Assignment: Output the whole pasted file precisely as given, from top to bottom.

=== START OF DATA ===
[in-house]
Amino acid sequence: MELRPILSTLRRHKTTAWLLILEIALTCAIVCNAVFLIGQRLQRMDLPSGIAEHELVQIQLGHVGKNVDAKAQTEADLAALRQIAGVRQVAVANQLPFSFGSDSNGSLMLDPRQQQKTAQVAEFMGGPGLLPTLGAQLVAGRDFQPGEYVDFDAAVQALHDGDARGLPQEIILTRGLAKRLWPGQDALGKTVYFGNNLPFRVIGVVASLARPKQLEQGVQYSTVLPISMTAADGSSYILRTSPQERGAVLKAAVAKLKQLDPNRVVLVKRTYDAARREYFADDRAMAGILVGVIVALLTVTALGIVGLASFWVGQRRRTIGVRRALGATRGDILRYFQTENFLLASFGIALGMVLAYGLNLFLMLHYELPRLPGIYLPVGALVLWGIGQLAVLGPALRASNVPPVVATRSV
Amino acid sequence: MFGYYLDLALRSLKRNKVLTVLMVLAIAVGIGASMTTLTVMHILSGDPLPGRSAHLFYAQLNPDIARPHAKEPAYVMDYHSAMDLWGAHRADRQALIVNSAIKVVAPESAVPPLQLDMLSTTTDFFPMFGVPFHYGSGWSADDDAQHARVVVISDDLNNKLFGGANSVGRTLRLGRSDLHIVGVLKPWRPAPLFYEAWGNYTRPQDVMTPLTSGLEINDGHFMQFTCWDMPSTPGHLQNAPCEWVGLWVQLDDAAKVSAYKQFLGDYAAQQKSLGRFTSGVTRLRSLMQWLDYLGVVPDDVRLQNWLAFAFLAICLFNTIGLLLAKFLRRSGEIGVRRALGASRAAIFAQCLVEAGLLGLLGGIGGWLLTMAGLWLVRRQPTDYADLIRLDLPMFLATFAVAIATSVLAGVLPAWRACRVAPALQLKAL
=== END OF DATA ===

[in-house]
Amino acid sequence: MELRPILSTLRRHKTTAWLLILEIALTCAIVCNAVFLIGQRLQRMDLPSGIAEHELVQIQLGHVGKNVDAKAQTEADLAALRQIAGVRQVAVANQLPFSFGSDSNGSLMLDPRQQQKTAQVAEFMGGPGLLPTLGAQLVAGRDFQPGEYVDFDAAVQALHDGDARGLPQEIILTRGLAKRLWPGQDALGKTVYFGNNLPFRVIGVVASLARPKQLEQGVQYSTVLPISMTAADGSSYILRTSPQERGAVLKAAVAKLKQLDPNRVVLVKRTYDAARREYFADDRAMAGILVGVIVALLTVTALGIVGLASFWVGQRRRTIGVRRALGATRGDILRYFQTENFLLASFGIALGMVLAYGLNLFLMLHYELPRLPGIYLPVGALVLWGIGQLAVLGPALRASNVPPVVATRSV
Amino acid sequence: MFGYYLDLALRSLKRNKVLTVLMVLAIAVGIGASMTTLTVMHILSGDPLPGRSAHLFYAQLNPDIARPHAKEPAYVMDYHSAMDLWGAHRADRQALIVNSAIKVVAPESAVPPLQLDMLSTTTDFFPMFGVPFHYGSGWSADDDAQHARVVVISDDLNNKLFGGANSVGRTLRLGRSDLHIVGVLKPWRPAPLFYEAWGNYTRPQDVMTPLTSGLEINDGHFMQFTCWDMPSTPGHLQNAPCEWVGLWVQLDDAAKVSAYKQFLGDYAAQQKSLGRFTSGVTRLRSLMQWLDYLGVVPDDVRLQNWLAFAFLAICLFNTIGLLLAKFLRRSGEIGVRRALGASRAAIFAQCLVEAGLLGLLGGIGGWLLTMAGLWLVRRQPTDYADLIRLDLPMFLATFAVAIATSVLAGVLPAWRACRVAPALQLKAL